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Massachusetts Appeals Court Suppresses Evidence From Wrongful Arrest Based on Misinformation by Boston Police

The Massachusetts Appeals Court recently suppressed evidence in a case that was seized as a result from an arrest by Boston Police based on mistaken information.  In the case of Commonwealth v. Maingrette, the Appeals Court ruled that the arrest, based on a default warrant that was no longer active at the time of the defendant’s arrest, was unlawful and evidence seized as a result must be suppressed.

When “an arrest is wrongly made on the basis of mistaken information chargeable solely to the police, the burden is on the government to show that i twas not at fault in the circumstances” and that the mistake was reasonable.”

In this case, the Boston Police Youth Violence Strike Force obtained information that the defendant was involved in a domestic altercation the previous night, during which he brandished a gun.  A check of the warrant management system at 1:00 p.m. indicated that the defendant had failed to appear in court on another unrelated matter and, as a result, a default warrant for his arrest had been issued.  Later that day, at 5:00 p.m., the defendant was seen leaving his home and the officers placed him under arrest on the basis of the default warrant that had been issued earlier that date.

At the time of his arrest, the defendant was in the possession of a firearm and he was charged with carrying a loaded firearm without a license; unlawful possession of ammunition; and receiving stolen property.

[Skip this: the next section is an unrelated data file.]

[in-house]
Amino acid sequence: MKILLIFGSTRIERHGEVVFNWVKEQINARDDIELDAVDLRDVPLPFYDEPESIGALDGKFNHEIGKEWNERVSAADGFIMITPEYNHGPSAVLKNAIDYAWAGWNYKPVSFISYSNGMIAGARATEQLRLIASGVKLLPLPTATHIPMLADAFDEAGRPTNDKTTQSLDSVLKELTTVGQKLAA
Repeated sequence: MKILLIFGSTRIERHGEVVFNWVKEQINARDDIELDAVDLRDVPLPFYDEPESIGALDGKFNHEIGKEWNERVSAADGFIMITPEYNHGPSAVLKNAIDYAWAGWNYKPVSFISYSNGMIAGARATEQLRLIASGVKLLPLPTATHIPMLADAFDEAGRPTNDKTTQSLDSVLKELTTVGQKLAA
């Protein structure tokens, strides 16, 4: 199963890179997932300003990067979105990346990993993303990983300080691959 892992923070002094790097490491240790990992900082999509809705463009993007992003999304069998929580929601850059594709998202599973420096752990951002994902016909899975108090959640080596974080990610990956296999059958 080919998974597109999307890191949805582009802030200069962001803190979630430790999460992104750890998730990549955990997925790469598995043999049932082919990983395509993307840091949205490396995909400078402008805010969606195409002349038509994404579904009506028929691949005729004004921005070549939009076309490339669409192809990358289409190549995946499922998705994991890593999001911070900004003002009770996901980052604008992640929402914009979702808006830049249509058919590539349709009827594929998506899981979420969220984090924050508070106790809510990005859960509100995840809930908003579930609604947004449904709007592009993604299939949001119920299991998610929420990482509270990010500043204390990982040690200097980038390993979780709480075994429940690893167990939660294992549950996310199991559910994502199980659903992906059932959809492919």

After being taken to the police station, however, the officers located on his person a default removal from the court.  The default warrant that had initially been issue had been recalled at 3:00 p.m.  From 3:00 p.m. forward, then, the defendant was no longer in default status.

Boston Police Rules and Regulations, Special Order Number 95-31, states that “Immediately prior to arresting a person for an outstanding warrant, officers shall notify Operations so that the computerized Warrant Management Service can be checked to determine if the outstanding warrant is still active…”  The arresting officer never notified operations prior to the defendant’s arrest and consequently failed to determine, at the time of his arrest, if the default warrant was still active.

Because the Boston Police officers never checked the status of the default warrant at the time of the defendant’s arrest, pursuant to the Boston Police Department’s own policy, they failed to demonstrate that they were not at fault and that the mistake, the wrongful arrest, was reasonable.  As a result, the firearm and ammunition that was seized at the time of the ‘wrongful arrest’ was suppressed.

Boston Criminal Lawyer Lefteris K. Travayiakis is available 24/7 for consultation on all Gun Charges and Massachusetts Criminal Appeals.  Click here to schedule a Free Consultation or call 617-325-9500.